For nearly a year since Apple launched the iPad, everyone’s been clamoring for viable competitors to the great tablet device. Customers want choices, and manufacturers want their slice of the booming tablet market. Some decent options, like the Samsung Galaxy Tab and the Barnes & Noble Nook Color, have come out (along with a lot of not-so-decent ones), but in the last couple of months we’ve been shown what the cream of the tablet crop looks like.
At the top of the tablet market, fighting for dominance, are four manufacturers, making four tablets that each run different operating systems. At the head of the list, of course, remains the Apple iPad. It’s dominating the market, and with the iPad 2 likely due to arrive in a matter of weeks, it could take another leap ahead. Coming up fast behind it, though, are the Motorola Xoom, the HP TouchPad, and the BlackBerry PlayBook, all of which appear poised to make significant waves in the tablet pool.
The Motorola Xoom is a 10.1-inch tablet (slightly larger than the iPad) and is the first device running Android 3.0 “Honeycomb,” the tablet-optimized version of Google’s popular Android operating system. Android, and by extension the Xoom, still suffers from a lack of apps that look good on larger screens, but the Xoom’s hardware is solid, and Honeycomb looks to be a giant leap in the right direction for Android tablets.
RIM, always a business-centered company, is launching the BlackBerry PlayBook with both professionals and consumers in mind. Sporting a 7-inch screen, it’s decidedly more pocket-friendly than the iPad or the Xoom. BlackBerry smartphone owners can use their phone’s 3G or 4G connection to get online with the PlayBook. It runs a brand-new operating system, one that will allow developers to build apps using Java, Flash, Adobe Air, and other technologies. That means we could see a lot of apps, particularly cross-platform ones, for the PlayBook.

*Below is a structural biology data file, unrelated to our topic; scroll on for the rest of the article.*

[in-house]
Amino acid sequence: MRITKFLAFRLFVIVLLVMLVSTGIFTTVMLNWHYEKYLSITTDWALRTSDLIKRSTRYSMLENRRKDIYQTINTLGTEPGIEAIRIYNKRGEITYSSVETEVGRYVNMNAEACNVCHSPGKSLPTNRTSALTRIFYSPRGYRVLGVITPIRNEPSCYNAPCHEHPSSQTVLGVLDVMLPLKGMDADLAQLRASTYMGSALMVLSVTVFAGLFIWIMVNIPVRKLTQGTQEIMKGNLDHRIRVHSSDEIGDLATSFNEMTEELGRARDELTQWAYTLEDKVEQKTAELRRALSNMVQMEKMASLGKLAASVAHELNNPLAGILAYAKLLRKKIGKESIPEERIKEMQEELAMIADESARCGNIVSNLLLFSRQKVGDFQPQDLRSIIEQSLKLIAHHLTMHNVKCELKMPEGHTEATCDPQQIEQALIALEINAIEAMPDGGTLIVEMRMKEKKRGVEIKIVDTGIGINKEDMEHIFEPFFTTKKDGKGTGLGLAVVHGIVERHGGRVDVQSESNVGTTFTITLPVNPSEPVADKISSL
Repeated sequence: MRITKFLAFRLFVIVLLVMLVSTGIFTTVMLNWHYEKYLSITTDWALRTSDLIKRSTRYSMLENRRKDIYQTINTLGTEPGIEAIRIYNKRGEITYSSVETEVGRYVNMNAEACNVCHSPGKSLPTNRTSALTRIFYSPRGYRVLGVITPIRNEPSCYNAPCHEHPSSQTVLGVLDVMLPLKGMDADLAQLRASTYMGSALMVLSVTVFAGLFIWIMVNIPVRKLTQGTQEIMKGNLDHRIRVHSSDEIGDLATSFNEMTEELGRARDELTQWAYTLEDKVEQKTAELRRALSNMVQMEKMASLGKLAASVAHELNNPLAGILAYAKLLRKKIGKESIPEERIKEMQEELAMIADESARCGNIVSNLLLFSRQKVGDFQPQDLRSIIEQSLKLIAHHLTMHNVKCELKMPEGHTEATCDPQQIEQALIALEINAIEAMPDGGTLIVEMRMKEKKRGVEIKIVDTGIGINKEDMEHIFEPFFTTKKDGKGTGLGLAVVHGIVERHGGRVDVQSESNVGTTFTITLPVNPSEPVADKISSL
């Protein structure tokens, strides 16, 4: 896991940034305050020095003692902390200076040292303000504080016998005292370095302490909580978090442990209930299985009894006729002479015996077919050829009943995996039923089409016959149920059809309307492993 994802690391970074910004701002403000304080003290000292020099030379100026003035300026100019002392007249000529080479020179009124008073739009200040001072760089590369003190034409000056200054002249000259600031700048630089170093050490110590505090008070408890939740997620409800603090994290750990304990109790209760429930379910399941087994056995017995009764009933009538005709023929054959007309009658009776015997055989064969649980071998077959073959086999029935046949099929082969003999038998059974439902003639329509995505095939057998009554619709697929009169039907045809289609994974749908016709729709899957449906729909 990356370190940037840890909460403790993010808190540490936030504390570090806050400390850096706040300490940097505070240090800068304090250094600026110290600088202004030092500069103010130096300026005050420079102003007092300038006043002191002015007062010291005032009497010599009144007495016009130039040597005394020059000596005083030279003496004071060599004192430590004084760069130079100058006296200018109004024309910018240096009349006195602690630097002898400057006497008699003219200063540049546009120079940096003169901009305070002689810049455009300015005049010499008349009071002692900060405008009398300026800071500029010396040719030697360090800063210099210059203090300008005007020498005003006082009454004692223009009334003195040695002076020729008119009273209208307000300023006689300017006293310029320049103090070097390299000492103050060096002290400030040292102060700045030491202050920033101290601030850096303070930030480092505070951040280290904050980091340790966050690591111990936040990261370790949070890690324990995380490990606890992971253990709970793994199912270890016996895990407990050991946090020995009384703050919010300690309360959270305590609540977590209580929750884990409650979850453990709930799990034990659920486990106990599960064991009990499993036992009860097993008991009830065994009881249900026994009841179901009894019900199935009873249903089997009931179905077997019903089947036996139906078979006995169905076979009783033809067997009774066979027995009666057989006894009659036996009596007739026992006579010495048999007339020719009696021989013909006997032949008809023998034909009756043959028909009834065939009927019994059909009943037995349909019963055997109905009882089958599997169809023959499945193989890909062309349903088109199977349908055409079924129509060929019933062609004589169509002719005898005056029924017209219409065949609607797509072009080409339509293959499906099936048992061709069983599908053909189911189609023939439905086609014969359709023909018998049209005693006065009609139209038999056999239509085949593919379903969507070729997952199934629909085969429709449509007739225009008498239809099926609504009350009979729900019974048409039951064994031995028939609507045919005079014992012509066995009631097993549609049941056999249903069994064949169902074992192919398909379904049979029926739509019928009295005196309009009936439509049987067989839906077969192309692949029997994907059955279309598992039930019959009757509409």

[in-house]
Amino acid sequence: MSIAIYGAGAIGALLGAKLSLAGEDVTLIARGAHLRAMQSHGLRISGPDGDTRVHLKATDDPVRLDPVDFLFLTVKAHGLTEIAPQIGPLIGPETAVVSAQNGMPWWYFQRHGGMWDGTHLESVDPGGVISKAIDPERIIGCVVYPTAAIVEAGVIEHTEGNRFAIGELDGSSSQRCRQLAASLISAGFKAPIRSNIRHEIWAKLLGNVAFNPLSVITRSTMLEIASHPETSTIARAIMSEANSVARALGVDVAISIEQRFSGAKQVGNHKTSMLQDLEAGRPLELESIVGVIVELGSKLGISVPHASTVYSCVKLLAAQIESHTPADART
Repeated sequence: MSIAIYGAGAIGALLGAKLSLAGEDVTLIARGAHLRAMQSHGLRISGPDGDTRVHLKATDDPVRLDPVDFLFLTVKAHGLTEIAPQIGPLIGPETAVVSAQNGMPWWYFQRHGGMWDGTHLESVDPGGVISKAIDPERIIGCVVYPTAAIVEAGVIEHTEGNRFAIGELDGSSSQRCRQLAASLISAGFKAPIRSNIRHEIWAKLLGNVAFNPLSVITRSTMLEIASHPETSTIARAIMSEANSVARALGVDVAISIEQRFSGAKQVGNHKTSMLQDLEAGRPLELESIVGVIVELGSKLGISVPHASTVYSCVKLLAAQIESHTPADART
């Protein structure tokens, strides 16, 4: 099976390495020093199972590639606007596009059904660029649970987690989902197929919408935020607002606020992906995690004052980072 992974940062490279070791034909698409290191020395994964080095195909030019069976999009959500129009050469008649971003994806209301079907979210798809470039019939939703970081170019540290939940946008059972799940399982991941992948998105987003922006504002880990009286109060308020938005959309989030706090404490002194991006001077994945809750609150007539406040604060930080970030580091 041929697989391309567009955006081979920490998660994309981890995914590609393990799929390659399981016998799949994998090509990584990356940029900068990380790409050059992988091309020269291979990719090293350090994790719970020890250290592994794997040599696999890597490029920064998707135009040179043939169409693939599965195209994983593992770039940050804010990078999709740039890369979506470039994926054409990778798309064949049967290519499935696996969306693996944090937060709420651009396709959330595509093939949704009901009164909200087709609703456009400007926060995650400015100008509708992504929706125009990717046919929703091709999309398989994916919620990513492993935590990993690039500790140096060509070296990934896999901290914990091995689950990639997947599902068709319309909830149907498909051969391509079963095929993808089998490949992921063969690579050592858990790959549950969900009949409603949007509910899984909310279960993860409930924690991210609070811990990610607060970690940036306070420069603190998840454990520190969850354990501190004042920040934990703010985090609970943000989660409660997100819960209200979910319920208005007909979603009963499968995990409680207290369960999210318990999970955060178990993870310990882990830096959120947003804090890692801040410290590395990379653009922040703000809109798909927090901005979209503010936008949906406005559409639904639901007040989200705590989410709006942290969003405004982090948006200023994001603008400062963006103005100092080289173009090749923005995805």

The newcomer to the tablet party is HP’s TouchPad. The 9.7-incher, available this summer, runs WebOS—the fruits of HP’s $1.2 billion purchase of Palm last year. The operating system looks ideal for a tablet, with the card-based system that so many people liked on the Palm Pre. The tablet looks almost exactly like the iPad, but sports some unique features, like a touchstone capacitive charger, and the ability to tap a Palm phone and send information back and forth between the devices. HP is at an enormous app disadvantage, though, and it remains to be seen if it can convince developers to build apps for the TouchPad like they have for the iPad and Android-based tablets.
Over the last couple of months it seems we may have finally seen what great tablets are going to look like in the near future. How things will shake out among the competitors remains to be seen, but it certainly appears that tablet buyers will finally have several excellent options. See how the big four stack up side-by-side in the chart below.